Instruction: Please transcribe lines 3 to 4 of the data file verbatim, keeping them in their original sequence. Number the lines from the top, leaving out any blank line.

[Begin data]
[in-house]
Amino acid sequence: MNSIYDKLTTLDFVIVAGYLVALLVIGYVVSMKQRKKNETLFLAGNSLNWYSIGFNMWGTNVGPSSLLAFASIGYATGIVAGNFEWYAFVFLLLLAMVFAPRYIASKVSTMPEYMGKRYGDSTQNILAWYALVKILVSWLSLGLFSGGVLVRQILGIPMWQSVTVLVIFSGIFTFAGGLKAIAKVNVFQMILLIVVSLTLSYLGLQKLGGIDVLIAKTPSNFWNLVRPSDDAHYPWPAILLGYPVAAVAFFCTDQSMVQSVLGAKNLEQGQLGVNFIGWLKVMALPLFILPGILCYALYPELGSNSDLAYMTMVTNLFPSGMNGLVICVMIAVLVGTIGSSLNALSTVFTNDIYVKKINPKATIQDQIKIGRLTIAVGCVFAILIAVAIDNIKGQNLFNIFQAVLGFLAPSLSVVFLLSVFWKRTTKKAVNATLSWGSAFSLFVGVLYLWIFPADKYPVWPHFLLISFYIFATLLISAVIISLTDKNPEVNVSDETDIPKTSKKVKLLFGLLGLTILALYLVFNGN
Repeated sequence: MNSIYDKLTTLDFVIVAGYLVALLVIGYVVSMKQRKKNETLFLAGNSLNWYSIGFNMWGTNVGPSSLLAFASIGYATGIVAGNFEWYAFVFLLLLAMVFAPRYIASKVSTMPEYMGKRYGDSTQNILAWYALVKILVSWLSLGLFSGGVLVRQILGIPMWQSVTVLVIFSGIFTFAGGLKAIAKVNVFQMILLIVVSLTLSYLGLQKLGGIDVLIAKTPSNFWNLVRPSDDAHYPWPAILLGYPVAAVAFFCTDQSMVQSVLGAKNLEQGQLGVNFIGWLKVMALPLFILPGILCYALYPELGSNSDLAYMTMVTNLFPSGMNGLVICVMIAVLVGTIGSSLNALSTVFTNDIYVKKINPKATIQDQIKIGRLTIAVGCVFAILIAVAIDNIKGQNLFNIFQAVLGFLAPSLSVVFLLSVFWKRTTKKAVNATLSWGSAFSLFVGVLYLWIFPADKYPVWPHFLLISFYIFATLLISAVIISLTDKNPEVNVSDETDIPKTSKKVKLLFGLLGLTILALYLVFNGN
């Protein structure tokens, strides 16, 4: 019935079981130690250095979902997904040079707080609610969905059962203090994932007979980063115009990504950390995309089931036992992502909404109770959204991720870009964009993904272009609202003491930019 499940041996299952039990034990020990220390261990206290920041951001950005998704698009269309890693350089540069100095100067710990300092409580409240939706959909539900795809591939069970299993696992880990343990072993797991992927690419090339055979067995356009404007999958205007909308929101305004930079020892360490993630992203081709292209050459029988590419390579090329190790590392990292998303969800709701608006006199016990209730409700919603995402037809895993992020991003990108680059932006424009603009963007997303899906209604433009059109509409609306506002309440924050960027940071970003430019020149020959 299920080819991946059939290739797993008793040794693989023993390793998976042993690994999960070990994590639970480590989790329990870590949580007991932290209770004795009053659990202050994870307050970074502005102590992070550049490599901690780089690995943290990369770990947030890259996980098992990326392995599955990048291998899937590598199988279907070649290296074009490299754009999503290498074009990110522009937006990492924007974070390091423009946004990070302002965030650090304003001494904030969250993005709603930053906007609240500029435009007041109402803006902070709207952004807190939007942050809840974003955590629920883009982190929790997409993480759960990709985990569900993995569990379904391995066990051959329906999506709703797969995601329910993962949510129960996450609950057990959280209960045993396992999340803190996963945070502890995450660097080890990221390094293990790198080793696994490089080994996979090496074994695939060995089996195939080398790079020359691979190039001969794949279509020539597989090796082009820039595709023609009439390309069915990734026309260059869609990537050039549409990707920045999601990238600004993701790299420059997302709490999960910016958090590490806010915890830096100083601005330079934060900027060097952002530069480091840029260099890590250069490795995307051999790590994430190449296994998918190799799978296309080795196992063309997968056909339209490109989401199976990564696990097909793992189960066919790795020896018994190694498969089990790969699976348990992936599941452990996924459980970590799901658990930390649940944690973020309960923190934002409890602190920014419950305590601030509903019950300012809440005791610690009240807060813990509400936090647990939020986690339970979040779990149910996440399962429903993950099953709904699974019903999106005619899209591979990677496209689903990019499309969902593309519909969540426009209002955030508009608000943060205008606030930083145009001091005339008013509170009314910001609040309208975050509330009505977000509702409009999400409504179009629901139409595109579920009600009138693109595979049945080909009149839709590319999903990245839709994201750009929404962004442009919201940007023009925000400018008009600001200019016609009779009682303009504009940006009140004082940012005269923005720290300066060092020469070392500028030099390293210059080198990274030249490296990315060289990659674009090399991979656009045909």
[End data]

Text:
Repeated sequence: MNSIYDKLTTLDFVIVAGYLVALLVIGYVVSMKQRKKNETLFLAGNSLNWYSIGFNMWGTNVGPSSLLAFASIGYATGIVAGNFEWYAFVFLLLLAMVFAPRYIASKVSTMPEYMGKRYGDSTQNILAWYALVKILVSWLSLGLFSGGVLVRQILGIPMWQSVTVLVIFSGIFTFAGGLKAIAKVNVFQMILLIVVSLTLSYLGLQKLGGIDVLIAKTPSNFWNLVRPSDDAHYPWPAILLGYPVAAVAFFCTDQSMVQSVLGAKNLEQGQLGVNFIGWLKVMALPLFILPGILCYALYPELGSNSDLAYMTMVTNLFPSGMNGLVICVMIAVLVGTIGSSLNALSTVFTNDIYVKKINPKATIQDQIKIGRLTIAVGCVFAILIAVAIDNIKGQNLFNIFQAVLGFLAPSLSVVFLLSVFWKRTTKKAVNATLSWGSAFSLFVGVLYLWIFPADKYPVWPHFLLISFYIFATLLISAVIISLTDKNPEVNVSDETDIPKTSKKVKLLFGLLGLTILALYLVFNGN
């Protein structure tokens, strides 16, 4: 019935079981130690250095979902997904040079707080609610969905059962203090994932007979980063115009990504950390995309089931036992992502909404109770959204991720870009964009993904272009609202003491930019 499940041996299952039990034990020990220390261990206290920041951001950005998704698009269309890693350089540069100095100067710990300092409580409240939706959909539900795809591939069970299993696992880990343990072993797991992927690419090339055979067995356009404007999958205007909308929101305004930079020892360490993630992203081709292209050459029988590419390579090329190790590392990292998303969800709701608006006199016990209730409700919603995402037809895993992020991003990108680059932006424009603009963007997303899906209604433009059109509409609306506002309440924050960027940071970003430019020149020959 299920080819991946059939290739797993008793040794693989023993390793998976042993690994999960070990994590639970480590989790329990870590949580007991932290209770004795009053659990202050994870307050970074502005102590992070550049490599901690780089690995943290990369770990947030890259996980098992990326392995599955990048291998899937590598199988279907070649290296074009490299754009999503290498074009990110522009937006990492924007974070390091423009946004990070302002965030650090304003001494904030969250993005709603930053906007609240500029435009007041109402803006902070709207952004807190939007942050809840974003955590629920883009982190929790997409993480759960990709985990569900993995569990379904391995066990051959329906999506709703797969995601329910993962949510129960996450609950057990959280209960045993396992999340803190996963945070502890995450660097080890990221390094293990790198080793696994490089080994996979090496074994695939060995089996195939080398790079020359691979190039001969794949279509020539597989090796082009820039595709023609009439390309069915990734026309260059869609990537050039549409990707920045999601990238600004993701790299420059997302709490999960910016958090590490806010915890830096100083601005330079934060900027060097952002530069480091840029260099890590250069490795995307051999790590994430190449296994998918190799799978296309080795196992063309997968056909339209490109989401199976990564696990097909793992189960066919790795020896018994190694498969089990790969699976348990992936599941452990996924459980970590799901658990930390649940944690973020309960923190934002409890602190920014419950305590601030509903019950300012809440005791610690009240807060813990509400936090647990939020986690339970979040779990149910996440399962429903993950099953709904699974019903999106005619899209591979990677496209689903990019499309969902593309519909969540426009209002955030508009608000943060205008606030930083145009001091005339008013509170009314910001609040309208975050509330009505977000509702409009999400409504179009629901139409595109579920009600009138693109595979049945080909009149839709590319999903990245839709994201750009929404962004442009919201940007023009925000400018008009600001200019016609009779009682303009504009940006009140004082940012005269923005720290300066060092020469070392500028030099390293210059080198990274030249490296990315060289990659674009090399991979656009045909």